Irving Abella left an indelible mark as a scholar, particularly after the publication of his landmark book, None Is Too Many: Canada and the Jews of Europe 1933-1948, in 1982. From that point onward, he and his co-author, Harold Troper, were recognized as two of the most preeminent Canadian historians of their generation.
A stinging critique and expose of Canada’s restrictive immigration policy before and during the Holocaust, it struck a chord with readers. In fluid prose, they demonstrated beyond a doubt that Canada’s selection of new immigrants was guided by a preference for northern and central European Christians and was impregnated with antisemitism.
At a fraught moment when fascist regimes in countries like Germany, Italy, France, Hungary, Slovakia and Romania were persecuting and murdering Jews on an industrial scale, the Canadian government drastically limited the number of Jewish refugees allowed into Canada.
Abella, a York University professor who launched his academic career as a labor movement historian, went on to write several more books, but they did not attain the acclaim or popularity of his masterpiece, None Is Too Many, which was doubtless the most important book in Canadian historiography in decades.
Abella, who held the J. Richard Shiff Chair for the Study of Canadian Jewry, died in Toronto on July 2 after a long illness. He was 82.
I met him once. As a journalist, I interviewed him following the release of Coat of Many Colours: Two Centuries of Jewish Life in Canada. I found him to be quiet and self-effacing, the polar opposite of a publicity hound. As they say in Yiddish, he was not a schwitzer.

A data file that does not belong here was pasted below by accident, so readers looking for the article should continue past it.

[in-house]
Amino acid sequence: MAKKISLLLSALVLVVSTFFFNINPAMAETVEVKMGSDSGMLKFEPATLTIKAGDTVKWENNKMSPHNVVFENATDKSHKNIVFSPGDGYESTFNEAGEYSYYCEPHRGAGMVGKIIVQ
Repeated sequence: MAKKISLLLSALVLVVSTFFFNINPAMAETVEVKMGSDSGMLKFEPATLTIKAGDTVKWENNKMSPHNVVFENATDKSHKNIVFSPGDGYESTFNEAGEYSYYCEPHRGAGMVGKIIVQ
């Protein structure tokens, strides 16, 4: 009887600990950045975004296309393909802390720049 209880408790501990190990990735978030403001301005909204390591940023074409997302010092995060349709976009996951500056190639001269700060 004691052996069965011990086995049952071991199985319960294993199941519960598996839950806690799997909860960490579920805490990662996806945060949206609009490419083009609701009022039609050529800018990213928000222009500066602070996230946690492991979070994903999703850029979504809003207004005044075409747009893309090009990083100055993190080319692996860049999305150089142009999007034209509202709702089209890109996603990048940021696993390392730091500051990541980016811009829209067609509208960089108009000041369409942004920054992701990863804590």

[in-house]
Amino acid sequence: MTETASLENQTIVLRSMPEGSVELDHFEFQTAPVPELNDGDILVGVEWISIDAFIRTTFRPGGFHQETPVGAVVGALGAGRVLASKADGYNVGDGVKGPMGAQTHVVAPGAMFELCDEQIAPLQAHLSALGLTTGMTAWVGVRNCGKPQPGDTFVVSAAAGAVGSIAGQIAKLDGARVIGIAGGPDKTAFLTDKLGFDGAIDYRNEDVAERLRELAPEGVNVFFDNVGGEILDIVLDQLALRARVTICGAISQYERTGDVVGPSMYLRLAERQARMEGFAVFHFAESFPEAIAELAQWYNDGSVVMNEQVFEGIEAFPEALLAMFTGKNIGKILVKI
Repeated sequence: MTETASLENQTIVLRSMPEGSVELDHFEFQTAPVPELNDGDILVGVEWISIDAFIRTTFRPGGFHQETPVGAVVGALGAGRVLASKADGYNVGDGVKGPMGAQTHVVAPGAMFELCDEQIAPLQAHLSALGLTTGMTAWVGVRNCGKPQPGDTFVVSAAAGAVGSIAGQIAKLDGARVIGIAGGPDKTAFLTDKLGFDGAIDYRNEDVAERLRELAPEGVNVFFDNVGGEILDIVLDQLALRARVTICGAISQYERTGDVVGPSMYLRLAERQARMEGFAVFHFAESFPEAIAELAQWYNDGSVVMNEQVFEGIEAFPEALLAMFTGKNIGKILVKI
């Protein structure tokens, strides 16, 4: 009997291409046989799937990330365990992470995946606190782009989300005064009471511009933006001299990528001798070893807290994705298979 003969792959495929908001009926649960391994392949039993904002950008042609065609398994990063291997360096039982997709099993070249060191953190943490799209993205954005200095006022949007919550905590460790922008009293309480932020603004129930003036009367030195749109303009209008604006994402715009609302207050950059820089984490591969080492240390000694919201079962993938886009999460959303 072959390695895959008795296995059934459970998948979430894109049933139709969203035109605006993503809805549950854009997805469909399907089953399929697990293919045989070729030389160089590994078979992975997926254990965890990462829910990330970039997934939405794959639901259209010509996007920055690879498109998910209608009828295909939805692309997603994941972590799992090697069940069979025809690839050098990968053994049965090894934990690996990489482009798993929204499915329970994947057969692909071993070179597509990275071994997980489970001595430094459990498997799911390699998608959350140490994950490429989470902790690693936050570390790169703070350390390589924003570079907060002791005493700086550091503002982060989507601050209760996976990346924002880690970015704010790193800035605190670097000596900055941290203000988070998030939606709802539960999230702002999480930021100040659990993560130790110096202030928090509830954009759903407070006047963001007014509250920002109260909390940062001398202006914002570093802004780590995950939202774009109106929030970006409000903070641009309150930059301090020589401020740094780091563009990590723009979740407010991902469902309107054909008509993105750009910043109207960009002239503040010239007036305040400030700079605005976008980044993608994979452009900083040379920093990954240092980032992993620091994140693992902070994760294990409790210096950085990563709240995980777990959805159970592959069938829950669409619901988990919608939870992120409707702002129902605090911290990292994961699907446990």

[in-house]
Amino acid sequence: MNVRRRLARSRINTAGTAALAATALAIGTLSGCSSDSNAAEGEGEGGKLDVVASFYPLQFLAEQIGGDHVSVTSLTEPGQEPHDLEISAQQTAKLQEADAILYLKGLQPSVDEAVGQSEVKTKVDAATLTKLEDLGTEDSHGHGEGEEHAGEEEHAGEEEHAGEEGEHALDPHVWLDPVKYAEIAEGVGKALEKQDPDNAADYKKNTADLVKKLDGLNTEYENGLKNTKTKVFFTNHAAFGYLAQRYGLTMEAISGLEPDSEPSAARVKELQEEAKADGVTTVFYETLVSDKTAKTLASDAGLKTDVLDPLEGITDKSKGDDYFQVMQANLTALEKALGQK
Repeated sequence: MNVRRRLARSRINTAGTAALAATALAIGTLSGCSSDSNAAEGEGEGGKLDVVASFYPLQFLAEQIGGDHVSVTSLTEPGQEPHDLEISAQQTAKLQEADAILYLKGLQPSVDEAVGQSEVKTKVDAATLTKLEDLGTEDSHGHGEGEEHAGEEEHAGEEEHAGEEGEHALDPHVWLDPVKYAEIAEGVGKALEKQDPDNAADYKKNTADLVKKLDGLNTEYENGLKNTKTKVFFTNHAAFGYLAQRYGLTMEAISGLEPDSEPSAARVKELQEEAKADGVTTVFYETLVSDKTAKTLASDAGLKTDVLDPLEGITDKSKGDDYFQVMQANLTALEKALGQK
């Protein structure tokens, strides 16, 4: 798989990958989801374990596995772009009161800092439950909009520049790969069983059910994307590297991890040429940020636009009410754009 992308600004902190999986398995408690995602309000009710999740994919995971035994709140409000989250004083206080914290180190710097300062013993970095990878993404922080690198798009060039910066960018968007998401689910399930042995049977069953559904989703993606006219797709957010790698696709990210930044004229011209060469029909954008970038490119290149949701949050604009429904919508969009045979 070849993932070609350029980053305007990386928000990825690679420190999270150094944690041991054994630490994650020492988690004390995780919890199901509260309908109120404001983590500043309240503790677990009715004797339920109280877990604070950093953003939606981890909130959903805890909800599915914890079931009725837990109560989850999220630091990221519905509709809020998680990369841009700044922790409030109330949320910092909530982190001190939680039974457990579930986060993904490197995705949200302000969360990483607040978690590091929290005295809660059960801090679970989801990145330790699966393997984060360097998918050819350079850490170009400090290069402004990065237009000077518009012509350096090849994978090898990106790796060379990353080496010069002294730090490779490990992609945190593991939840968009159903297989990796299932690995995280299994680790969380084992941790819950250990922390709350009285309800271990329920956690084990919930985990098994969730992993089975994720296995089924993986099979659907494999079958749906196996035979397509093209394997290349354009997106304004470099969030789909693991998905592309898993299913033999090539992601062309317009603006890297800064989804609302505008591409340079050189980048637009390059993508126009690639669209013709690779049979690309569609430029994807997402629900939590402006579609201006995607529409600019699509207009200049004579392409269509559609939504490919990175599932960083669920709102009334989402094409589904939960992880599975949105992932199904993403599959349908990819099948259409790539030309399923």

By then, to be sure, he was something of an elder statesman in academia.
During the 1970s, at Glendon College, he created the first course in Canadian Jewish studies at the university level. Today, close to a dozen universities in Canada offer such courses.
And along with Troper and colleagues like Gerald Tulchinsky and Richard Menkis, he was instrumental in establishing a nation-wide archives geared to the interests of historians specializing in this field.
David Koffman, the current occupant of the J. Richard Shiff Chair for the Study of Canadian Jewry, was one of Abella’s colleagues. On Abella’s 80th birthday, Koffman wrote, “Irving Abella’s importance as a historian stands in its wide public reach, in its impeccable and incisive scholarship, and in the fact of his fellow historians’ steady citations of his work from a wide range of Canadian and modern Jewish historical subject areas. He produced a prodigious body of scholarly writings in books, journal articles, print essays in public intellectual magazines, encyclopedias, newspaper editorials, interviews, and innumerable public and academic lectures around the world.”
From a reputational point of view, Abella is best known for None Is Too Many, which took four years to research and write.